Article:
Geffrye Museum

TripExpert Score based on reviews in 10 publications
  • 34802
  • 34887
    Photo: Heather Cowper
  • 34888
    Photo: Ewan Munro
  • 34889
    Photo: Davide D'Amico
  • 34890
    Photo: Jim Linwood
Badge@2x 92


say expert reviewers

Top 1% in London About the TripExpert Score

10 expert recommendations



A row of 18th-century almshouses in Shoreditch contain this excellent (free) museum of everyday life.


Fodor's Tick@2x Choice

In contrast to the West End's grand aristocratic town houses, this charming museum is devoted to the life of the city's middle class over the years. Full review →


Frommer's 33

If you'd like an overview of British interiors and lifestyles of the past 4 centuries, head to this museum, housed in a series of restored 18th-century almshouses. Full review →



If you find yourself in Shoreditch, consider taking a quick trip to the Geffrye Museum. The focus here is on homes and home décor, specifically how both have changed over the span of 40... Full review →


Let's Go

Pemberley, Satis House, Brideshead, Downton Abbey—all accounts of these fictional houses are accompanied with obsessively lavish descriptions of their furnishings (re: indicators of... Full review →


Lonely Planet Tick@2x Top Choice

This series of beautiful 18th-century ivy-clad almshouses, with an extensive and well-presented herb garden, was first opened as a museum in 1914. Full review →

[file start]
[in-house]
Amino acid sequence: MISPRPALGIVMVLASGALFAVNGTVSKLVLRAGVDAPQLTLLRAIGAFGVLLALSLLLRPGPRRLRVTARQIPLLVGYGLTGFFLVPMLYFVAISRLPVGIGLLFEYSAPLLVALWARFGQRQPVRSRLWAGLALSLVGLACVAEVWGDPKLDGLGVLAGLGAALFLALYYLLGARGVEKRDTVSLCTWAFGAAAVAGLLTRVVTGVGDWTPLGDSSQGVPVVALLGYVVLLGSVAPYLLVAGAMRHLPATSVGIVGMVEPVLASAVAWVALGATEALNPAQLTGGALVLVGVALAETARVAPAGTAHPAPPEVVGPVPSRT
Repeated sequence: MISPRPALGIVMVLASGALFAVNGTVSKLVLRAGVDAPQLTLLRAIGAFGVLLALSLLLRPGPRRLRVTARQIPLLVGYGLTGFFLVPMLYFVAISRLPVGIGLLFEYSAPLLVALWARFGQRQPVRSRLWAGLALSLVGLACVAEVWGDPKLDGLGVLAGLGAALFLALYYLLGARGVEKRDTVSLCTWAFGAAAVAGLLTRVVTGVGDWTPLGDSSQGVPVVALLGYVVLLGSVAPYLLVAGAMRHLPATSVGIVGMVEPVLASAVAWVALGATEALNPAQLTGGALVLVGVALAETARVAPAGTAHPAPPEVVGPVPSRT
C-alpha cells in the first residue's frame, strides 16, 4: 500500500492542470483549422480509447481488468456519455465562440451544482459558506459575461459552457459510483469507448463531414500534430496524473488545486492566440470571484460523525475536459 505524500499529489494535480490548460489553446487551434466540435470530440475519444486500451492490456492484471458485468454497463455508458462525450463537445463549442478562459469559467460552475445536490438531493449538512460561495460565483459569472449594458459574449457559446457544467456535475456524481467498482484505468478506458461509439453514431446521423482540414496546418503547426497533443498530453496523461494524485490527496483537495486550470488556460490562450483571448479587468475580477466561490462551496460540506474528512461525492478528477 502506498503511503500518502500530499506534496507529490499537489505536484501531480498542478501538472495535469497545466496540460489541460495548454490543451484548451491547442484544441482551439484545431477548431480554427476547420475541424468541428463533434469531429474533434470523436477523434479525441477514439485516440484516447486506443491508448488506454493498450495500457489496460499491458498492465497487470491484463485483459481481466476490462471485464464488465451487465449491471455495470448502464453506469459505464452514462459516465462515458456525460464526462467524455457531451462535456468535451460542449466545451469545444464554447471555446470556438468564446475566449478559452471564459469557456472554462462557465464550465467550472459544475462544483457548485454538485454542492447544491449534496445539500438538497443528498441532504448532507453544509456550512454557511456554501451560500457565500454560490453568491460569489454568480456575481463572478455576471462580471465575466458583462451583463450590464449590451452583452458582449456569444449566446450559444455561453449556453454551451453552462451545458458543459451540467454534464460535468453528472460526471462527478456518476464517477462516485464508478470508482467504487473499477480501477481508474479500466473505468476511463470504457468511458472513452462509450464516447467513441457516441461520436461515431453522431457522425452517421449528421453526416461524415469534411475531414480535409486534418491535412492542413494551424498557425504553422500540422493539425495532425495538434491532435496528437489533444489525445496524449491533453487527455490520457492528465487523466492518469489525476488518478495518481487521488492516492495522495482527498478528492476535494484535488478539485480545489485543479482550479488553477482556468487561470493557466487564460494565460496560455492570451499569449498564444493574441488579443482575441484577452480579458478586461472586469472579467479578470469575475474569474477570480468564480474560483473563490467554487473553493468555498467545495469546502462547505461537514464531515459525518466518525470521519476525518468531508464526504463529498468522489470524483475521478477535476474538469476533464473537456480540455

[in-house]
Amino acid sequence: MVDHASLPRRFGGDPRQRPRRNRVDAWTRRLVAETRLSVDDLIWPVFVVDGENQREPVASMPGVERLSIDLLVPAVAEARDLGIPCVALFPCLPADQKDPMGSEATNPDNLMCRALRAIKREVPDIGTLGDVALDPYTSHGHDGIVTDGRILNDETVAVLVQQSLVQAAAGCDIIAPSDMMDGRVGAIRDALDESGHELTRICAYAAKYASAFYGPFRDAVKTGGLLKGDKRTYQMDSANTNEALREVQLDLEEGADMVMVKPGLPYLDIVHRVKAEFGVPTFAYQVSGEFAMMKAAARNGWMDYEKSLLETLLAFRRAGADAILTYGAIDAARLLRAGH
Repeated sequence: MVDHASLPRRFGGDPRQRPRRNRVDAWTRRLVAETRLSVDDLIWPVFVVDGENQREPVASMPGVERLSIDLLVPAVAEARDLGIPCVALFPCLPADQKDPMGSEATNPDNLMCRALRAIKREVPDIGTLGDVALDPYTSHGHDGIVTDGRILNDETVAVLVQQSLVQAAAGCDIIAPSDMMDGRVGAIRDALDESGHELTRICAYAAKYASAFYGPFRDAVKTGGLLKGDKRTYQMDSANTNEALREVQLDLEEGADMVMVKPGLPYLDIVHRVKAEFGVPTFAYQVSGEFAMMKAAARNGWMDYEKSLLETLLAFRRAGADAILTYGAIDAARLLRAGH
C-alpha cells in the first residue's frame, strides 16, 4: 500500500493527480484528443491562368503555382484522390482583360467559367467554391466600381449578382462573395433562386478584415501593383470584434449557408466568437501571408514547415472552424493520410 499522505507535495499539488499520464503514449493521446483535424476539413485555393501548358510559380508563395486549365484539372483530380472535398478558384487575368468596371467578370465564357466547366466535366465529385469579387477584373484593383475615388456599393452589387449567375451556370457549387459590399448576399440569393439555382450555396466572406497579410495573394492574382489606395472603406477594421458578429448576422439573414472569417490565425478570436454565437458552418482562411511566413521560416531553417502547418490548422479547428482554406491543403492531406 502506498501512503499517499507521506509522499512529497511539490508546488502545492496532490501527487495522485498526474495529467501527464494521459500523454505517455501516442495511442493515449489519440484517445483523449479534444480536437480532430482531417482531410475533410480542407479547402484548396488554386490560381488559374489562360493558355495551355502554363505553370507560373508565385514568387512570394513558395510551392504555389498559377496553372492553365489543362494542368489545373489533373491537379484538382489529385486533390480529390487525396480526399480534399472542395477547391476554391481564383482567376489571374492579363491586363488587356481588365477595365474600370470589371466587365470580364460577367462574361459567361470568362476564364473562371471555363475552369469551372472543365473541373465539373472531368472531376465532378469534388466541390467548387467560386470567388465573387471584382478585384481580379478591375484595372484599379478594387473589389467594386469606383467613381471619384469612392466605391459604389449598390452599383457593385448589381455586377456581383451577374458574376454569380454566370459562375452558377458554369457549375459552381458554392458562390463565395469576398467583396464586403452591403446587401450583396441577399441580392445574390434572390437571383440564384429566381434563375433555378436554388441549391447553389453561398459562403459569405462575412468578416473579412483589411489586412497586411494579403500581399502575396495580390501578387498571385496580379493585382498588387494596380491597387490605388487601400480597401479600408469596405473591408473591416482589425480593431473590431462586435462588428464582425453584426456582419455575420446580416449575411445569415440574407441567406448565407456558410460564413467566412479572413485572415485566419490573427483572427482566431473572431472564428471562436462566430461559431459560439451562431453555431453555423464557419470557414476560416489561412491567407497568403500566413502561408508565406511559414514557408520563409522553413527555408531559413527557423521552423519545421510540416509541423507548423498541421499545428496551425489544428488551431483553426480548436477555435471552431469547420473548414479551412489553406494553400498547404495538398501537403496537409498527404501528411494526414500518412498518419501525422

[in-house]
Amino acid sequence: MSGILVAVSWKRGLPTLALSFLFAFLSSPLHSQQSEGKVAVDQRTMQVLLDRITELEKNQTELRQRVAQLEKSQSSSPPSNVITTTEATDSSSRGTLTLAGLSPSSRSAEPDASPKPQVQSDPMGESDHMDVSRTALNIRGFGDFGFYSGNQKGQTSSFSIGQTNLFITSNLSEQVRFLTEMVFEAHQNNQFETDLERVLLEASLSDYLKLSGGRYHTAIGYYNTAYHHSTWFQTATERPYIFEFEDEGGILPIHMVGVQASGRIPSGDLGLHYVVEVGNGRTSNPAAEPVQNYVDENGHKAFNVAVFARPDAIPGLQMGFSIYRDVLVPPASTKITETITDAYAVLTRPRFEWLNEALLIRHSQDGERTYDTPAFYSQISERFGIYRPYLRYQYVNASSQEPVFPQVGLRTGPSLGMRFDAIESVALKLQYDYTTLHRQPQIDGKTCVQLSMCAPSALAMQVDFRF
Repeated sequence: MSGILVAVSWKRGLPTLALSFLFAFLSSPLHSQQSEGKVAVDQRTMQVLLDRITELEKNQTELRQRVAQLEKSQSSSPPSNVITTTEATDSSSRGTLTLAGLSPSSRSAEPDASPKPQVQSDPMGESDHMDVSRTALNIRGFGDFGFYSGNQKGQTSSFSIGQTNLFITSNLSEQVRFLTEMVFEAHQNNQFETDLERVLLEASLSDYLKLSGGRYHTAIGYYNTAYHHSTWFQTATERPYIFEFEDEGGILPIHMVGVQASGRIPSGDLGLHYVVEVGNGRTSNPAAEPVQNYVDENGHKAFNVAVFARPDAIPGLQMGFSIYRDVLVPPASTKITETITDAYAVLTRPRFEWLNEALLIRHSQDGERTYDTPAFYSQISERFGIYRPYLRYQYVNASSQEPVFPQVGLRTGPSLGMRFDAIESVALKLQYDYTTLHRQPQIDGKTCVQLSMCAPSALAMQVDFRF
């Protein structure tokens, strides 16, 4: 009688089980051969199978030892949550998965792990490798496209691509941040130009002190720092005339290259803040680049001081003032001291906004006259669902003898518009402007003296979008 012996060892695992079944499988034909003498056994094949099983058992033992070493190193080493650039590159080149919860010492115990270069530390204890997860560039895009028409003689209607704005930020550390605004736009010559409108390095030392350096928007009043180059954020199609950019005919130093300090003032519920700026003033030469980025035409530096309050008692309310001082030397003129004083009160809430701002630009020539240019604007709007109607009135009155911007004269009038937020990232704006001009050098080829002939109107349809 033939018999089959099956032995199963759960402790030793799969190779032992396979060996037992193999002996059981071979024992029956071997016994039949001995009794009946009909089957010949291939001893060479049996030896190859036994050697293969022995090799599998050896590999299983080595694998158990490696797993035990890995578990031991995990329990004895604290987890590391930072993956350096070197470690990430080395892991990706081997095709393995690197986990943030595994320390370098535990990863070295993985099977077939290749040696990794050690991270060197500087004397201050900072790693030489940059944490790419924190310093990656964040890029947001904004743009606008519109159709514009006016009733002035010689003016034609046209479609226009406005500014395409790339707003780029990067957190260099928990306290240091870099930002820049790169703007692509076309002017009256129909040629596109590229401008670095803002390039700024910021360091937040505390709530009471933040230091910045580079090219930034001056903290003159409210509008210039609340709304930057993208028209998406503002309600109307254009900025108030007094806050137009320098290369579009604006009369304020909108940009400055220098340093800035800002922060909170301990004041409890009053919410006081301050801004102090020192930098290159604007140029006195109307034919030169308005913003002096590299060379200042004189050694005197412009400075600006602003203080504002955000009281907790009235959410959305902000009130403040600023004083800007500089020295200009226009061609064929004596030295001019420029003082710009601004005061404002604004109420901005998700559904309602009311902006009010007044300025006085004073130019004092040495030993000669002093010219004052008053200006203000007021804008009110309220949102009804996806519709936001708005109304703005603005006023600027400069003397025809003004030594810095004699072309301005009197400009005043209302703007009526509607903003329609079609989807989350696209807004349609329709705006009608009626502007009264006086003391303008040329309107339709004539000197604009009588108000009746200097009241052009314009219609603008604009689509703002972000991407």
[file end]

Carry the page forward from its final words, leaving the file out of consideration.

Be sure to time your visit in order to see the exquisite restoration of a historic almshouse interior.

Michelin Guide 53

Located in an almshouse (1712-1719) built by the Ironmongers' Company, the museum seeks to illustrate the daily life of the British middle classes from 16C to 20C by reconstructing interiors. Full review →


Not For Tourists

English interior design from 1600 to today. Full review →


Time Out 70

Housed in a set of 18th-century almshouses, the Geffrye Museum offers a vivid physical history of the English interior. Full review →


Travel + Leisure

Taking visitors on a journey through time, the Geffrye Museum offers a unique look at English middle-class life from the 1600s to present day. Full review →

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